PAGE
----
For slow breathing relaxation protocols requiring breathing at 6 breaths per minute, one option would be an inspiration phase of 3333 ms with an expiration phase of 6666 ms, maintaining the I:E ratio at 1:2.
In this report, we show how such a platform can be easily and inexpensively developed using an Arduino UNO microcontroller platform.
The Arduino UNO microcontroller (Fig. 1) served as the centerpiece of this project. It is the best-known Arduino microcontroller as it is both popular and very inexpensiveFootnote 1and has been used many biomedical applications (Veldscholte et al. 2021; Wandling et al. 2021; Holovatyy et al. 2020; Hoang et al. 2021; Zuckerberg et al. 2020; Cobo et al. 2020; Vallejo et al. 2020; Chen and Li 2017; Das et al. 2017).
This microcontroller is an open-source product based on the ATmega328P chip containing 14 digital input/output pins and 6 analog input pins (featuring 10-bit analog-to-digital (ADC) resolution). The Arduino UNO can be powered using a USB cable or externally via a 7–20-V source, such as an ordinary 9-V battery. It also features a clock speed of 16 MHz, support for external interrupts, and a built-in light-emitting diode (LED) driven by digital pin 13.
Programming the Arduino UNO (and other family members) is usually done via the Arduino integrated development environment (IDE), and available as a free download for the Windows, macOS, and Linux operating systems at www.arduino.cc. Table 1 provides more technical details concerning the Arduino UNO.
In this technical report, we offer the reader two project designs to consider (Figs. 2 and 3), one design (Fig. 2) being especially simple and the other far more flexible but also more complex (Fig. 3). The first design requires no hardware other than the Arduino UNO microcontroller itself and the host computer, while the more advanced design uses a 16 character by 2-line LCD display and a 4 × 1 push button array to allow the user to select the desired respiratory rate and I:E ratio.
In either the simple design or the advanced design, the subject is asked to breathe in for a specific time span (known as the inspiratory time) and then to breathe out for another specified time (known as the expiratory time).
In the simple design version, an LED connected to Arduino digital pin 13 is used as the breathe in/breathe out control signal. In this instance, one could also connect a second external LED in parallel if desired or use an external LED connected to another digital output pin. In this program version, the respiratory rate and I:E ratio are “hard wired” into the program code itself; changing these parameters requires changing the program itself (not a difficult task, however) and running the program again.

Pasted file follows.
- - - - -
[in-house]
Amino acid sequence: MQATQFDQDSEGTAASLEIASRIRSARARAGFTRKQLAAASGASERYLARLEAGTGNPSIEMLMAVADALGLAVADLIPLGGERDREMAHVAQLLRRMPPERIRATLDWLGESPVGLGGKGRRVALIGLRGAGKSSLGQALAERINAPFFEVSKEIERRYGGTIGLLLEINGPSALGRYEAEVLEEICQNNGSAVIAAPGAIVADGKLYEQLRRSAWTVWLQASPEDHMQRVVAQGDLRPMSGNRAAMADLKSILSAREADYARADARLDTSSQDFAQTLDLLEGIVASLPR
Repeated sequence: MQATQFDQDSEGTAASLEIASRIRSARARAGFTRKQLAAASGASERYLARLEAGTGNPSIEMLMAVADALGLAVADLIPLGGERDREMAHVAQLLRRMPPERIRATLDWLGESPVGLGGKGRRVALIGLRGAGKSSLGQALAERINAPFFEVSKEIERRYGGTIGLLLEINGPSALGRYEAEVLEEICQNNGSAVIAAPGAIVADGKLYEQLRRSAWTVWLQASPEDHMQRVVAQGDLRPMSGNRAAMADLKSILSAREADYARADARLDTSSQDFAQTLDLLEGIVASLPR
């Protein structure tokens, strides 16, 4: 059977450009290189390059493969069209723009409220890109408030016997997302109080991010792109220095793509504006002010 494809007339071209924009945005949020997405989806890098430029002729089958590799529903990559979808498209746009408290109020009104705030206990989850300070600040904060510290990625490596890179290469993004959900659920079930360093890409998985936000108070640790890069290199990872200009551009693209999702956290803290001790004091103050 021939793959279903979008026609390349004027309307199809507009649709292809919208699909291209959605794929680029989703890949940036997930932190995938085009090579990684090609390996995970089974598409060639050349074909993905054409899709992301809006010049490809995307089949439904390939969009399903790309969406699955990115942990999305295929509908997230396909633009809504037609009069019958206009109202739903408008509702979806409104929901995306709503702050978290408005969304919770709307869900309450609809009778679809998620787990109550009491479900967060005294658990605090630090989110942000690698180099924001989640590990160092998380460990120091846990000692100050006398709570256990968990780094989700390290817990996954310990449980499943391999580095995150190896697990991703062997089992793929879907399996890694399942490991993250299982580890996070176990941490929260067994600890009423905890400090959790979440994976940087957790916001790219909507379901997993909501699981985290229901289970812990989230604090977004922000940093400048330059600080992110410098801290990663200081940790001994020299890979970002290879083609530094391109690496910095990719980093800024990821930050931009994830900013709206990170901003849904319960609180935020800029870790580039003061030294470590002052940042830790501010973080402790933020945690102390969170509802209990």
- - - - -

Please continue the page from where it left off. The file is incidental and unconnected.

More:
In the more advanced respiratory metronome design featured in Figs. 4 and 5, a multi-color LED is used. Here, GREEN corresponds to a command to breathe in and RED corresponds to a command to breathe out. In addition, a BLUE light is used to indicate that the system has entered a special “setup” mode where the user can select the desired respiratory rate and I:E ratio using assigned control keys.
As shown in Fig. 2, the Arduino computer code for the basic application is not complicated. First, we define the variable “InspiratoryTime” as the inspiratory time in milliseconds and the variable “ExpiratoryTime” as the expiratory time in milliseconds. The program is then a loop whereby an LED is repeatedly illuminated for “InspiratoryTime” milliseconds and then turned off for “ExpiratoryTime” milliseconds, with the test subject simply instructed to breathe in when the LED is illuminated and breathe out when the LED becomes dark again.
In the case of the more advanced program illustrated in Fig. 4, the code has been enhanced to provide a 2-line by 16-character LCD display for displaying the respiratory rate and I:E ratio (see Fig. 5) as well as a 4 × 1 array of pushbuttons (K1, K2, K3 and K4). These pushbuttons are used to enter (K1) and exit (K4) setup mode as well as to cycle through available selections for respiratory rate (K3) and I:E ratio (K4) when in setup mode.